Biomass as Packing Material for Biofiltration of Gaseous Streams
Journal: Engineering Heritage Journal (GWK)
Author: Amalina Nabilah Rahmat, Nastaein Qamaruz Zaman and Husnul Azan Tajarudin
This is an open access article distributed under the Creative Commons Attribution License, which permits unrestricted use, distribution, and reproduction in any medium, provided the original work is properly cited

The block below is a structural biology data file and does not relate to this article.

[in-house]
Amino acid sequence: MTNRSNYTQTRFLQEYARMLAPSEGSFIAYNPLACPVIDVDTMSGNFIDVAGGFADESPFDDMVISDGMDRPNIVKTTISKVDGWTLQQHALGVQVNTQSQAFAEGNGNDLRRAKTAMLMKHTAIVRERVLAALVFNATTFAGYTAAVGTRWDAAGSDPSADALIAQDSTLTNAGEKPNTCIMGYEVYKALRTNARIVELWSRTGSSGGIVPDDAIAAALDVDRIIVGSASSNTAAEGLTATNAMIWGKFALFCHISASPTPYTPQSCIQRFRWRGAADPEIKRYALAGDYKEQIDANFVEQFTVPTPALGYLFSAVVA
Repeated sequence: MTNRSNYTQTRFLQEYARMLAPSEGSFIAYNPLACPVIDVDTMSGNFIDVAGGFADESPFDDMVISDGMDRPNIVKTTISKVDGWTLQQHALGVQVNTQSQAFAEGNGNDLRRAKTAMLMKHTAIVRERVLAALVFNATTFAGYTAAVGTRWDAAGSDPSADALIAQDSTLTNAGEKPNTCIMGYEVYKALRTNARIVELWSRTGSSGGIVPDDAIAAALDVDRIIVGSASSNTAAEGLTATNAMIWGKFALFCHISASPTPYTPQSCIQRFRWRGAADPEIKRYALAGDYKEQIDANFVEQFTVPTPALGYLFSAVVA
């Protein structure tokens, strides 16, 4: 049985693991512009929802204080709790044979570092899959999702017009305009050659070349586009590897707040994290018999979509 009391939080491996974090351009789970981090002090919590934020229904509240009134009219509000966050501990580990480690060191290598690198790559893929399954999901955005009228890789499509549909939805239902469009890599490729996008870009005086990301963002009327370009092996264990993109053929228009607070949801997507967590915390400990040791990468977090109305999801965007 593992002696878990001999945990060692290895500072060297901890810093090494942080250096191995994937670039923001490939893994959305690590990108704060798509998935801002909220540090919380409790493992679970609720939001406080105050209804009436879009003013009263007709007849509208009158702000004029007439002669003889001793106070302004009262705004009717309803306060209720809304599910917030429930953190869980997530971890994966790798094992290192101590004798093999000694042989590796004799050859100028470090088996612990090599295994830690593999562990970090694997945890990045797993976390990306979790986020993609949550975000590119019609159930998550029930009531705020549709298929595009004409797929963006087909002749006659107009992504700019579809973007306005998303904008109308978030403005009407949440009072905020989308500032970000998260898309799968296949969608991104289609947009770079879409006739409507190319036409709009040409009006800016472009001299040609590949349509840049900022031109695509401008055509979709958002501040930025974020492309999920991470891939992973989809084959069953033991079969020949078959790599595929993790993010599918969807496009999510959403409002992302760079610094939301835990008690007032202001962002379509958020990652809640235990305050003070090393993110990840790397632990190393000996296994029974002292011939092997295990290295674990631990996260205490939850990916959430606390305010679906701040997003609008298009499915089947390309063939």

Biofiltration has quickly become an effective choice for treating odorous air streams as well as air emissions because of the improving reliability of these systems and also because of its reputation as a type of green technology with no hazardous residue and no utilization of chemicals. As odorous air flow through the system, the air compounds are oxidized by the microbes growing on the biofilter media. Four local biomass packing materials to be used as support media in biofiltration are analyzed and compared to evaluate their suitability according to physical and chemical characteristics. The characteristics of the packing material in biofilters is an important factor for the success in the biofiltration’s construction and operation. A set of six different parameters were selected to test the selected packing materials such as porosity, spesific density, surface area, water holding capacity, moisture content, pH and purchase cost. Since biofiltration success generally depends on a combination of several parameters either from the system or the materials choosen, a procedure was defined to compare packing materials suitability under common situations in biofiltration. The results indicate that, out of the packing materials studied, palm kernel shell and wood chip were ranked on top of several parameter rankings and showed as a significantly better packing materials when parameters were combined.